Reviews of the Best Insoles for Achilles Tendonitis

These are our top picks for the best insoles for Achilles tendonitis. We’ve included both full-length and half-length models, made from gel and EVA foam, for all needs. 

Our Overview

These high-quality memory foam heel lifts are ideal for relieving pain from your Achilles tendon. They’re not more expensive than what you’d find in your local drug store, but better quality. 

Customers are generally happy with how much these heel lifts help with their Achilles tendonitis. Another perk of this model is the feel, that’s not as squishy as other models, especially those made from gel. It also molds to the shape of your foot, giving you the ideal fit. 

These heel lift insoles come in three different sizes for men and women, but you can also cut the heel a little narrower if needed. This can be especially useful for women’s dress shoes.

They include three removable layers that are easy to detach to adjust the height. Each one is ¼-inch, so you can lift your heel a total of ¾ inches to correct differences in leg length. The package also includes double-sided adhesive tape, so you can really do the customization any way you want.

Some customers do note that the adhesive that comes in the package doesn’t work. You may need to use a stronger tape to keep the layers together.

Pros:

  • Memory foam that doesn’t get deformed quickly with use. 
  • High-quality materials.
  • Adjustable height.
  • Non-squishy feel.

Cons:

  • The adhesive isn’t strong, the layers may move around.
Our Overview

These insoles are designed to fix another common overuse injury in athletes’ feet, plantar fasciitis. But heel problems often go together, so it’s possible you’re suffering from pain behind your heel as well as under it.

The Walk Hero insoles include a deep heel cup to keep your foot in place when walking or running. The heel includes a thick layer of foam cushioning to soften the impact, so these insoles are great for high-impact sports as well.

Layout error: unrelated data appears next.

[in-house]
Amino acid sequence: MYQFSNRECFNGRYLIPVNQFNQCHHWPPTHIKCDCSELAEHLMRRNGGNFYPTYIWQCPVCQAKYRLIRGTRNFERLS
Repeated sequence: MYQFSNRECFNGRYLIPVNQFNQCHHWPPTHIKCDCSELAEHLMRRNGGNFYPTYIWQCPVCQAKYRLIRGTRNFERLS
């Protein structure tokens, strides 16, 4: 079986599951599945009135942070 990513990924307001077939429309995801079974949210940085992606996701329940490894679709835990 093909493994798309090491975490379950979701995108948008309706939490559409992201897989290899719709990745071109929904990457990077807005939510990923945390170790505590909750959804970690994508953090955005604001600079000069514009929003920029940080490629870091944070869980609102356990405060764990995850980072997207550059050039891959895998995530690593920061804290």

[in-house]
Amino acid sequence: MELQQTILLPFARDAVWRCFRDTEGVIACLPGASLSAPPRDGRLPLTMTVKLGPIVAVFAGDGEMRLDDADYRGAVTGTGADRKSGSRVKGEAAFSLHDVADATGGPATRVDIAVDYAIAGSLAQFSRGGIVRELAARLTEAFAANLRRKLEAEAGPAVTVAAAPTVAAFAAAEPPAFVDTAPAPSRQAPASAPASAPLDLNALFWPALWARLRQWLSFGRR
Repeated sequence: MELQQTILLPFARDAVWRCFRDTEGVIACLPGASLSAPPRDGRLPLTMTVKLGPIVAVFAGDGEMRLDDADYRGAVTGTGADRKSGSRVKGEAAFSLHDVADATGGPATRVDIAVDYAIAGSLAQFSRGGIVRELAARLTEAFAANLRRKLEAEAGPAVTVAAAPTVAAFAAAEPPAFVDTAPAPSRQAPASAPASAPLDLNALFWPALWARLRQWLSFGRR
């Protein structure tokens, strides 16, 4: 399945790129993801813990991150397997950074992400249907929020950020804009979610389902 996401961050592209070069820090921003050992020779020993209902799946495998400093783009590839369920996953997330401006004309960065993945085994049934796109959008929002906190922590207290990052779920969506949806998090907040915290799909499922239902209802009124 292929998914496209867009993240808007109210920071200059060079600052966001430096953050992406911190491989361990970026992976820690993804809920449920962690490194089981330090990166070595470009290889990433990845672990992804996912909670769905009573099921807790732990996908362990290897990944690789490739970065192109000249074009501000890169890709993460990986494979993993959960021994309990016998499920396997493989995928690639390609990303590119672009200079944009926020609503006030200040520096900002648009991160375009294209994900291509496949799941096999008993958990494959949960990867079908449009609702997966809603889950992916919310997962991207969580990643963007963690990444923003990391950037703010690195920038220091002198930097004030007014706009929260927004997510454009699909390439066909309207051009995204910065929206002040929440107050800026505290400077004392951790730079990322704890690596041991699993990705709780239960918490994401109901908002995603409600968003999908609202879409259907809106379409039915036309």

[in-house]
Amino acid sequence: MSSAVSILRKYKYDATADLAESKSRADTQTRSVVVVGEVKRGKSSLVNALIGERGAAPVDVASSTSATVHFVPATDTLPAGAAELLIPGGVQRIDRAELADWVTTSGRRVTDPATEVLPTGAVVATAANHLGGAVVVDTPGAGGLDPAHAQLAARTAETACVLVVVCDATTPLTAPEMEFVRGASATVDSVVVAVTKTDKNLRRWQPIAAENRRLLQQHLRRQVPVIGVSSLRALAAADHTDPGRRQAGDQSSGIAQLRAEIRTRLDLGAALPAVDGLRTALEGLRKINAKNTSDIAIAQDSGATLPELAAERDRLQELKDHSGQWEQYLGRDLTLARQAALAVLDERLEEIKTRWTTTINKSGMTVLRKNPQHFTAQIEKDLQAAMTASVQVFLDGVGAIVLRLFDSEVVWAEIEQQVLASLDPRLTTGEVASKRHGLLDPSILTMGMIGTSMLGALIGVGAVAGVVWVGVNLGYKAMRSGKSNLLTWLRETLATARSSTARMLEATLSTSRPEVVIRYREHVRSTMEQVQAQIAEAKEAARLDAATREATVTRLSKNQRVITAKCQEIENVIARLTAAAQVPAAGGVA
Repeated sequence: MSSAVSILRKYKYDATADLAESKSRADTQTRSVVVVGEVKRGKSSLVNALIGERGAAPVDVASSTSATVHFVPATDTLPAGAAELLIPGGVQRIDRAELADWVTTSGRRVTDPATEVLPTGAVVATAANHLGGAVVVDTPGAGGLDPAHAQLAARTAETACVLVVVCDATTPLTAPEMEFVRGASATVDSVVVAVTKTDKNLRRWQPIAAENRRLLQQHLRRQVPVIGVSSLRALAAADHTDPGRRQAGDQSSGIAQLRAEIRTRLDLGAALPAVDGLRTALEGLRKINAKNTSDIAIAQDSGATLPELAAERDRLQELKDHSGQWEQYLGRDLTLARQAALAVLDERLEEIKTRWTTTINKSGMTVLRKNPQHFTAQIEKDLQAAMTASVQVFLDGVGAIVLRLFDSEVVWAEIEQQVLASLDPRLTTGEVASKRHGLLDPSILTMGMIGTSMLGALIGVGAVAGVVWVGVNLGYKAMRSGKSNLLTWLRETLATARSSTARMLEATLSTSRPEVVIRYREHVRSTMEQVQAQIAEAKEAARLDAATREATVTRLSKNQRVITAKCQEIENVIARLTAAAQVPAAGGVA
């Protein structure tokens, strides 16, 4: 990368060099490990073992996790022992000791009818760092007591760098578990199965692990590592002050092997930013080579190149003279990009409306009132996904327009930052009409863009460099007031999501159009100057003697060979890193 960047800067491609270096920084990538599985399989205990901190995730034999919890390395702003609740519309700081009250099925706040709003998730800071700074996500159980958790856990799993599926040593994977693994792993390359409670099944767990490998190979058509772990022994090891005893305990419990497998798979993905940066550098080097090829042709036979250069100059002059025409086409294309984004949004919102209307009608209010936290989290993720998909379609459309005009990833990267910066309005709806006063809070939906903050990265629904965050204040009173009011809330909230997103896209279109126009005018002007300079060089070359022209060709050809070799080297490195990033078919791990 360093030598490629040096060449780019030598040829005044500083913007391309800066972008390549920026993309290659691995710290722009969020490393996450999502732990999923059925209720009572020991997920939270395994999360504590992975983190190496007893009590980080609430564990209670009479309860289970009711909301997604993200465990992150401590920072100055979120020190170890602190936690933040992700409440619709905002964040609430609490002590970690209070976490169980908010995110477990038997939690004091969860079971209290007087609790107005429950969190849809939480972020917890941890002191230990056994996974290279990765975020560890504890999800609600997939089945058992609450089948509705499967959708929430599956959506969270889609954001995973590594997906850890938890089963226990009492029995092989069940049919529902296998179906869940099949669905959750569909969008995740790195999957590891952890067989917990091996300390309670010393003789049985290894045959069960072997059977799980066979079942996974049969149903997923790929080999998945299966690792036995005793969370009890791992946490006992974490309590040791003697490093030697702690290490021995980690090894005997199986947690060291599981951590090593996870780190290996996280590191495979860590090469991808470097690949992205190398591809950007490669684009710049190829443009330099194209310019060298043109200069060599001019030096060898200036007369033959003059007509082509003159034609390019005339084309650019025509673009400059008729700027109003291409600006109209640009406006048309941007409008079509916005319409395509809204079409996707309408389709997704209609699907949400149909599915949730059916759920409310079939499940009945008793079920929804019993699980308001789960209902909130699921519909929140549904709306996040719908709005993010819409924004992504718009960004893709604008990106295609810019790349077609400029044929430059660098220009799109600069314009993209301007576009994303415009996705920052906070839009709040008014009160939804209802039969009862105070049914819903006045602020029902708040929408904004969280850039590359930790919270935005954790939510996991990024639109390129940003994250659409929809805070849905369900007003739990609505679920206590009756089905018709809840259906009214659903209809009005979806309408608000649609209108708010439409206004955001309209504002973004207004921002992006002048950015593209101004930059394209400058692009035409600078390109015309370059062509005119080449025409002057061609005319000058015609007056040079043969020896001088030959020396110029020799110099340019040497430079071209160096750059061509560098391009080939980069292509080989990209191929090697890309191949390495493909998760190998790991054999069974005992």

They also have a lot of arch support, so if you also experience pain in your arches, these can help alleviate it. It’s not completely rigid, so it tends to mold to your feet without issues. If you need higher support, though, these might not be ideal.

These insoles also include an antibacterial cover that helps keep odors at bay. It has a velvety soft feel, but some customers do note that it’s not as durable as the rest of the insole. You might get some peeling of the fabric after a while of use.

Pros:
  • Soft antibacterial cover.
  • Arch support.
  • Deep, cushioned heel cup.
Cons:
  • The cover fabric can start peeling off.
Our Overview

Dr. Scholl’s makes these orthotic inserts for your heels from a gel that maintains its shape for a long time. They also have a shock guard at the heel to offer even more impact resistance.

This design is only meant to give you a heel lift and absorb impact, but it doesn’t give support to your arches. However, you can use it on top of your old insole and get the benefit of both your preferred arch support and the elevated heel. 

They’re longer than most heel lifts, at about ¾ of the length of your shoe. At the forefoot area, there are some holes to improve ventilation. However, these inserts can definitely make your feet sweat quite a bit, mainly because the gel itself is not the most breathable material.

Pros:
  • Gel insert that maintains its shape for longer.
  • Shock guard technology to protect the heel.